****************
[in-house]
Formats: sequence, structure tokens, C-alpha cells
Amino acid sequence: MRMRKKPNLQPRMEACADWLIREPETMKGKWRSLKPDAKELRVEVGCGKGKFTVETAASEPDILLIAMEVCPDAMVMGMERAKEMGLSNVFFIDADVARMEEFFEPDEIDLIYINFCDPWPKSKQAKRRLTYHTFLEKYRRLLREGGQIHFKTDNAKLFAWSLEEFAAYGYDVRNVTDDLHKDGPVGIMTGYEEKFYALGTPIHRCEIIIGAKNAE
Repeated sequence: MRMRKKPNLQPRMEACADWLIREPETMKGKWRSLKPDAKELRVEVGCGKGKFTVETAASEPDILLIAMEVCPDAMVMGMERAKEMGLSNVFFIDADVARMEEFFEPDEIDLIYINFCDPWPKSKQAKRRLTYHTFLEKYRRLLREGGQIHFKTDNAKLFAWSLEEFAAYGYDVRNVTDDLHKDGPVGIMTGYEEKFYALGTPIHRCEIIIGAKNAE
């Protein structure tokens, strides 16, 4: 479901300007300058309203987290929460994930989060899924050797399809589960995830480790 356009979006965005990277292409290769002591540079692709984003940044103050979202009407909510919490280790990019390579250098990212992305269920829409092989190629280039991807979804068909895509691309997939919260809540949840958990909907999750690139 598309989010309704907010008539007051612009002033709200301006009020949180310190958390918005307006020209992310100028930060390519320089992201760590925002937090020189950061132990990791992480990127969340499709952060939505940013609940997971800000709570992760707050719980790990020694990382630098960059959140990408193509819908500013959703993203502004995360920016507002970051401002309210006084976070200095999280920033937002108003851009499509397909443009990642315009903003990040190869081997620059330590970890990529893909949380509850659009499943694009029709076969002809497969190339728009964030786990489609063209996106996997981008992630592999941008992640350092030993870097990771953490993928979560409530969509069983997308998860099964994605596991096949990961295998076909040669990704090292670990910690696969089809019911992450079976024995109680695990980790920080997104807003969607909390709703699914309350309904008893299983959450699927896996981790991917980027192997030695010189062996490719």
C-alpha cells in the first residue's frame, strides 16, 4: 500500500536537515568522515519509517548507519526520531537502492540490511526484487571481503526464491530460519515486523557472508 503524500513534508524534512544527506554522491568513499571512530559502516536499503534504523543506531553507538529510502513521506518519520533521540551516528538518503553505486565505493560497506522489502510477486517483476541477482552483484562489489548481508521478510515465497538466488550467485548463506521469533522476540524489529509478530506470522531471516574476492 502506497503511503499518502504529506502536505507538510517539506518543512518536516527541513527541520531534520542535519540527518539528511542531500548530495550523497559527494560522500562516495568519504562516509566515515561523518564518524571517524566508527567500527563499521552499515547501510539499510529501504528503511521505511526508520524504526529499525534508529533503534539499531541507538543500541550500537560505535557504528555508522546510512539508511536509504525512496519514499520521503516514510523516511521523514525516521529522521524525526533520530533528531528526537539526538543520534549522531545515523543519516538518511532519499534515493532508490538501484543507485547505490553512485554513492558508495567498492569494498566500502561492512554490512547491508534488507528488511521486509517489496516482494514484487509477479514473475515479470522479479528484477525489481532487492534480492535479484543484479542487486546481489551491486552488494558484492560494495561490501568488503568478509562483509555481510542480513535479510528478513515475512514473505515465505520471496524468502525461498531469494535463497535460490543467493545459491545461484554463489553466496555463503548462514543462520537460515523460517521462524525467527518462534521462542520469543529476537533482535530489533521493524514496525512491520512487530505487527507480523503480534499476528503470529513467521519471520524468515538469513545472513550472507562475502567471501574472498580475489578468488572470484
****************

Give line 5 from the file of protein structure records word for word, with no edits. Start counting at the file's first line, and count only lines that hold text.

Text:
């Protein structure tokens, strides 16, 4: 479901300007300058309203987290929460994930989060899924050797399809589960995830480790 356009979006965005990277292409290769002591540079692709984003940044103050979202009407909510919490280790990019390579250098990212992305269920829409092989190629280039991807979804068909895509691309997939919260809540949840958990909907999750690139 598309989010309704907010008539007051612009002033709200301006009020949180310190958390918005307006020209992310100028930060390519320089992201760590925002937090020189950061132990990791992480990127969340499709952060939505940013609940997971800000709570992760707050719980790990020694990382630098960059959140990408193509819908500013959703993203502004995360920016507002970051401002309210006084976070200095999280920033937002108003851009499509397909443009990642315009903003990040190869081997620059330590970890990529893909949380509850659009499943694009029709076969002809497969190339728009964030786990489609063209996106996997981008992630592999941008992640350092030993870097990771953490993928979560409530969509069983997308998860099964994605596991096949990961295998076909040669990704090292670990910690696969089809019911992450079976024995109680695990980790920080997104807003969607909390709703699914309350309904008893299983959450699927896996981790991917980027192997030695010189062996490719």